A jury will continue Wednesday morning at 8:30 a.m. deliberating the fate of a Beaumont man accused of fatally shooting a mother and her 16-year-old daughter in 2010 in their Beaumont home.

Closing arguments in the capital murder trial of Joseph Colone, jr, began at about 2 p.m. Tuesday afternoon and the jury received the case just after 4 p.m. Tuesday.

Testimony in the case began last Tuesday and continued almost a week before the prosecution rested and the defense began to present its side of the case Monday afternoon.

The defense continued Tuesday morning and rested shortly after 10 a.m.

Colone, jr.'s attorney told jurors there are still many unanswered questions saying that Beaumont Police did not conduct a thorough investigation.

Colone's attorney also suggested police tailored evidence to make Colone the main suspect.

The defense explained the police never tested Mary Goodman's boyfriend Robert Fontenot for gunshot residue after the shooting. Defense attorney Gerald Borque said he wants to know why mud inside Colone’s getaway car was not tested for DNA.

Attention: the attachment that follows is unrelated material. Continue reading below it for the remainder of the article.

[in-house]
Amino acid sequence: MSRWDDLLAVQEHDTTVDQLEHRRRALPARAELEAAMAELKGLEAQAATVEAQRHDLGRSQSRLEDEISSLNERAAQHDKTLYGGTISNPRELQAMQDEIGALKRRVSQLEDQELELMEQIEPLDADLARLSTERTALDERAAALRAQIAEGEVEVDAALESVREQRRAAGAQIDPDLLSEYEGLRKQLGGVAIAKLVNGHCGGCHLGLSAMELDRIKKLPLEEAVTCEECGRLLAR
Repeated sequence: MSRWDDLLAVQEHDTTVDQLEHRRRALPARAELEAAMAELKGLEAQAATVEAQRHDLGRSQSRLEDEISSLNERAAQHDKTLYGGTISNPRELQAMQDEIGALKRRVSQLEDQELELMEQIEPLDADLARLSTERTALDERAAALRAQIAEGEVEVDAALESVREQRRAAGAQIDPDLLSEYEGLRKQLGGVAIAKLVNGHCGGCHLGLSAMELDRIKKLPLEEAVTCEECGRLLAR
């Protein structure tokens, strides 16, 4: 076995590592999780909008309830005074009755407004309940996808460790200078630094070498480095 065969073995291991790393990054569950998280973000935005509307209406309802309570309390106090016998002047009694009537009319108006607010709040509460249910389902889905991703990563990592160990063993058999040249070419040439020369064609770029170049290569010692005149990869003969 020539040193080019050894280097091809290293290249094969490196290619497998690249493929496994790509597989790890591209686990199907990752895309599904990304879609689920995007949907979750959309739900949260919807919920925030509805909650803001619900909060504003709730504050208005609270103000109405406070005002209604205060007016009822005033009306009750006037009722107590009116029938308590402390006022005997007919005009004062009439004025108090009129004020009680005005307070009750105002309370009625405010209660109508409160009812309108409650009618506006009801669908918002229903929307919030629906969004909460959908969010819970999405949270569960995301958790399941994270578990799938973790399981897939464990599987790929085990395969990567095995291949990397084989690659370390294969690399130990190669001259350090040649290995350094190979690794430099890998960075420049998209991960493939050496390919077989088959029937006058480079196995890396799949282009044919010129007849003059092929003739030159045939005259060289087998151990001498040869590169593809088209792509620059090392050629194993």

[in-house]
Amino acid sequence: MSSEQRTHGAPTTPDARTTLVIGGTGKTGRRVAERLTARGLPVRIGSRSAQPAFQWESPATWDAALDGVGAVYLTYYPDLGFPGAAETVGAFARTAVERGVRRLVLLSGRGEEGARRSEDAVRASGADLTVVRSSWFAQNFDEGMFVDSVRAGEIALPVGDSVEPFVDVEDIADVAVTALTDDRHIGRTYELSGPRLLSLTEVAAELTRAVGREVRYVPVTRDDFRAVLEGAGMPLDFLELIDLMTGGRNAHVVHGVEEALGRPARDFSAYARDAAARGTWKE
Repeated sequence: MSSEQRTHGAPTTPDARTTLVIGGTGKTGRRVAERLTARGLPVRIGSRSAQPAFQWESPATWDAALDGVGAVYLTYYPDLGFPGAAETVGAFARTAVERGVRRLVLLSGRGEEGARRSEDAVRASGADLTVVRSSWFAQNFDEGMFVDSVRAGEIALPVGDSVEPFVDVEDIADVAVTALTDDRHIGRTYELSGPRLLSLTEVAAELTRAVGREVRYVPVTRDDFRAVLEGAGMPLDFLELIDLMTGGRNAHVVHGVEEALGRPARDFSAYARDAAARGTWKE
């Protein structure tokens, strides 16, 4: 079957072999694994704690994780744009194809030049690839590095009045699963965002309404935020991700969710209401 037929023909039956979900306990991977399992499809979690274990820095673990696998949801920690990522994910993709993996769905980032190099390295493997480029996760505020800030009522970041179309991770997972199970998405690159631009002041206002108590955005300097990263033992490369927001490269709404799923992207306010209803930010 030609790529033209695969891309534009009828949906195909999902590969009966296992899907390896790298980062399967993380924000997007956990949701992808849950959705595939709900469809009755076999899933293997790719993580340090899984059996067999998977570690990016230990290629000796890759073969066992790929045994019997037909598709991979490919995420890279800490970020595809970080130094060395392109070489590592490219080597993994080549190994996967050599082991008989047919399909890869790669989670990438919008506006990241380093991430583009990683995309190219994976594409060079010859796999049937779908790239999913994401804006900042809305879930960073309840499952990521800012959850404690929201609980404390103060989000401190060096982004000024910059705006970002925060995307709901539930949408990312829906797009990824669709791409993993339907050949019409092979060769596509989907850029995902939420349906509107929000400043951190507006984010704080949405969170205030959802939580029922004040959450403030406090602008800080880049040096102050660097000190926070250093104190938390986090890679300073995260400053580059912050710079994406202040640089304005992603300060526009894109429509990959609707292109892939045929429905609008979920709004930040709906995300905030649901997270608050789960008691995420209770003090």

Borque also told the jury that Fontenot is a despicable human being that can’t be trusted.

The defense emphasized to the jury that Mary Goodman knew Colone well and that would explain why Goodman's DNA was in the getaway car.

In closing Borque told the jury "It's not what you believe it's what you believe beyond a reasonable doubt."

Prosecutors then addressed the jury saying the defense can't "explain away the DNA evidence." Prosecutor Lance Long opened up his closing arguments by sarcastically apologizing for presenting the prosecution’s case.

Long told the jury the DNA evidence shows that Mary Goodman's blood was found inside Colone's getaway car as well as on a glove Colone was wearing.

The prosecution also pointed out that Colone had the motive to kill Goodman because she had witnessed him robbing a game room.

Prosecutor Pat Knauth also addressed the jury during closing arguments. Knauth talked to the jury about the defense’s claims for unanswered questions.

“There is no such thing as a perfect case, stories are not always going to add up,” said Knauth.

Knauth also criticized the defense’s presentation of their case.

“Nothing they presented refuted our evidence, if anything their witnesses said Colone killed the Goodman’s for different reasons,” said Knauth.

In the prosecutions final statements to jurors they emphasized the need for justice to be served following a seven year wait by Goodman's family.